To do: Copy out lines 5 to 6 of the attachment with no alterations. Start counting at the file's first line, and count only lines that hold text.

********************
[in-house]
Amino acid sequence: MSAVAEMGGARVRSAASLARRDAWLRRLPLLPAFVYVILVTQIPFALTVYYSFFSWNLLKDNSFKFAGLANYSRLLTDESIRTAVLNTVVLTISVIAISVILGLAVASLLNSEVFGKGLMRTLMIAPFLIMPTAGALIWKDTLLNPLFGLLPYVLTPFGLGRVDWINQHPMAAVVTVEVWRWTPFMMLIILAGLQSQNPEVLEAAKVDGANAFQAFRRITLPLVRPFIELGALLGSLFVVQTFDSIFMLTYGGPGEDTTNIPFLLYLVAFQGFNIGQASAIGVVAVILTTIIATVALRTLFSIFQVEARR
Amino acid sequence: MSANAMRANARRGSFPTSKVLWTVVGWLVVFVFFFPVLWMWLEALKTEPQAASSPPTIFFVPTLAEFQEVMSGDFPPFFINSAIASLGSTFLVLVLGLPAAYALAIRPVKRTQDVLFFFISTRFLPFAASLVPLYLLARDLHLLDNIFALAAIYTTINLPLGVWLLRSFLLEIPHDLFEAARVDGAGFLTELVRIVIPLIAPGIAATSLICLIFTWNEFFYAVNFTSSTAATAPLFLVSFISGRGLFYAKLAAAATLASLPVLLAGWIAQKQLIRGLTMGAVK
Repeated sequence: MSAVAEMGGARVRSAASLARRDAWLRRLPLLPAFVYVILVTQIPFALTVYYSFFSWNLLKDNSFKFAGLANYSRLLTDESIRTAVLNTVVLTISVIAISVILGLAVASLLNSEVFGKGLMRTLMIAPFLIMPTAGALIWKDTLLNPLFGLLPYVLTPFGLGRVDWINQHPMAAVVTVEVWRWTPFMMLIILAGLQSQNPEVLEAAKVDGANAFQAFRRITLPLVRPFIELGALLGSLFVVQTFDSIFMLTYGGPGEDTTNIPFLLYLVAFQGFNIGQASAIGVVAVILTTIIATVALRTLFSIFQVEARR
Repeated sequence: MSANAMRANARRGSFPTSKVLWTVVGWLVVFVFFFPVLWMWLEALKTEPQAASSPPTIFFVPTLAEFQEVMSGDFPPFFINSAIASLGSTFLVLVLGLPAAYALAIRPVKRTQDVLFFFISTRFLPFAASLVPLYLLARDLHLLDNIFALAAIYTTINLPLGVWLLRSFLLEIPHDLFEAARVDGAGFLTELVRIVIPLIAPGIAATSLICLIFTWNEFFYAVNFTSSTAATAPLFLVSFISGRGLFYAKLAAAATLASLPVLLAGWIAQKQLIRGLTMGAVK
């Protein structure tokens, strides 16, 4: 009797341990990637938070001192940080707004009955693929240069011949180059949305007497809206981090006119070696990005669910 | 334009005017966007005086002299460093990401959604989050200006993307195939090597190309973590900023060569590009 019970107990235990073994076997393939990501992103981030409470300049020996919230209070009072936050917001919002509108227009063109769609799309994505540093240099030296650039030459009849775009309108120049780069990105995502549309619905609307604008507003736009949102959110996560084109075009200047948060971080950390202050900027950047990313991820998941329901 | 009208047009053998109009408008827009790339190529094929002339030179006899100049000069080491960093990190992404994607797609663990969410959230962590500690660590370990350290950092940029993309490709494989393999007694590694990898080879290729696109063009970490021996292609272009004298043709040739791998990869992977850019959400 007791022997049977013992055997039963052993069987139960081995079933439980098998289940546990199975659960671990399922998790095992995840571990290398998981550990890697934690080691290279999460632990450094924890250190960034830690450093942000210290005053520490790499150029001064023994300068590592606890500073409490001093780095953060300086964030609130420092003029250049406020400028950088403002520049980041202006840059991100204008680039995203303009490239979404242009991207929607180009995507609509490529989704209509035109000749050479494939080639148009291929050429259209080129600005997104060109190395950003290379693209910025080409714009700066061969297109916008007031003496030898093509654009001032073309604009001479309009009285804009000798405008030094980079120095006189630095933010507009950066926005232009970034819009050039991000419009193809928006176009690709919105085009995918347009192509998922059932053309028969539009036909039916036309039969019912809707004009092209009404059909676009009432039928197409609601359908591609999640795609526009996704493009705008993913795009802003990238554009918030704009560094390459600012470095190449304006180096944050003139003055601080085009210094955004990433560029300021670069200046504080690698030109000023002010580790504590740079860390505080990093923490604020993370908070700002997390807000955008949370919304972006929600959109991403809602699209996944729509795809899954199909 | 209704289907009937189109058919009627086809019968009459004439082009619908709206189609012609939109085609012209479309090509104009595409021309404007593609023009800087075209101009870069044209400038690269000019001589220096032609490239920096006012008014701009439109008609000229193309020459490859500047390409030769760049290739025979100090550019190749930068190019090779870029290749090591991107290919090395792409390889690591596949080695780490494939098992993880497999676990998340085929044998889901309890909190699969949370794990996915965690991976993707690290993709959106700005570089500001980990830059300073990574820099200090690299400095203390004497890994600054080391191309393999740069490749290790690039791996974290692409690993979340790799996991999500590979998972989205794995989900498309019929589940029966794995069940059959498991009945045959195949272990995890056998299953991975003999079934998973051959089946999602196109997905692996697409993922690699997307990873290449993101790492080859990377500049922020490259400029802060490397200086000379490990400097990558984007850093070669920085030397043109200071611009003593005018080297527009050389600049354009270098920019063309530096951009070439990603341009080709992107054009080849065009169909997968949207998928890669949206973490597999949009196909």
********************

Repeated sequence: MSANAMRANARRGSFPTSKVLWTVVGWLVVFVFFFPVLWMWLEALKTEPQAASSPPTIFFVPTLAEFQEVMSGDFPPFFINSAIASLGSTFLVLVLGLPAAYALAIRPVKRTQDVLFFFISTRFLPFAASLVPLYLLARDLHLLDNIFALAAIYTTINLPLGVWLLRSFLLEIPHDLFEAARVDGAGFLTELVRIVIPLIAPGIAATSLICLIFTWNEFFYAVNFTSSTAATAPLFLVSFISGRGLFYAKLAAAATLASLPVLLAGWIAQKQLIRGLTMGAVK
């Protein structure tokens, strides 16, 4: 009797341990990637938070001192940080707004009955693929240069011949180059949305007497809206981090006119070696990005669910 | 334009005017966007005086002299460093990401959604989050200006993307195939090597190309973590900023060569590009 019970107990235990073994076997393939990501992103981030409470300049020996919230209070009072936050917001919002509108227009063109769609799309994505540093240099030296650039030459009849775009309108120049780069990105995502549309619905609307604008507003736009949102959110996560084109075009200047948060971080950390202050900027950047990313991820998941329901 | 009208047009053998109009408008827009790339190529094929002339030179006899100049000069080491960093990190992404994607797609663990969410959230962590500690660590370990350290950092940029993309490709494989393999007694590694990898080879290729696109063009970490021996292609272009004298043709040739791998990869992977850019959400 007791022997049977013992055997039963052993069987139960081995079933439980098998289940546990199975659960671990399922998790095992995840571990290398998981550990890697934690080691290279999460632990450094924890250190960034830690450093942000210290005053520490790499150029001064023994300068590592606890500073409490001093780095953060300086964030609130420092003029250049406020400028950088403002520049980041202006840059991100204008680039995203303009490239979404242009991207929607180009995507609509490529989704209509035109000749050479494939080639148009291929050429259209080129600005997104060109190395950003290379693209910025080409714009700066061969297109916008007031003496030898093509654009001032073309604009001479309009009285804009000798405008030094980079120095006189630095933010507009950066926005232009970034819009050039991000419009193809928006176009690709919105085009995918347009192509998922059932053309028969539009036909039916036309039969019912809707004009092209009404059909676009009432039928197409609601359908591609999640795609526009996704493009705008993913795009802003990238554009918030704009560094390459600012470095190449304006180096944050003139003055601080085009210094955004990433560029300021670069200046504080690698030109000023002010580790504590740079860390505080990093923490604020993370908070700002997390807000955008949370919304972006929600959109991403809602699209996944729509795809899954199909 | 209704289907009937189109058919009627086809019968009459004439082009619908709206189609012609939109085609012209479309090509104009595409021309404007593609023009800087075209101009870069044209400038690269000019001589220096032609490239920096006012008014701009439109008609000229193309020459490859500047390409030769760049290739025979100090550019190749930068190019090779870029290749090591991107290919090395792409390889690591596949080695780490494939098992993880497999676990998340085929044998889901309890909190699969949370794990996915965690991976993707690290993709959106700005570089500001980990830059300073990574820099200090690299400095203390004497890994600054080391191309393999740069490749290790690039791996974290692409690993979340790799996991999500590979998972989205794995989900498309019929589940029966794995069940059959498991009945045959195949272990995890056998299953991975003999079934998973051959089946999602196109997905692996697409993922690699997307990873290449993101790492080859990377500049922020490259400029802060490397200086000379490990400097990558984007850093070669920085030397043109200071611009003593005018080297527009050389600049354009270098920019063309530096951009070439990603341009080709992107054009080849065009169909997968949207998928890669949206973490597999949009196909």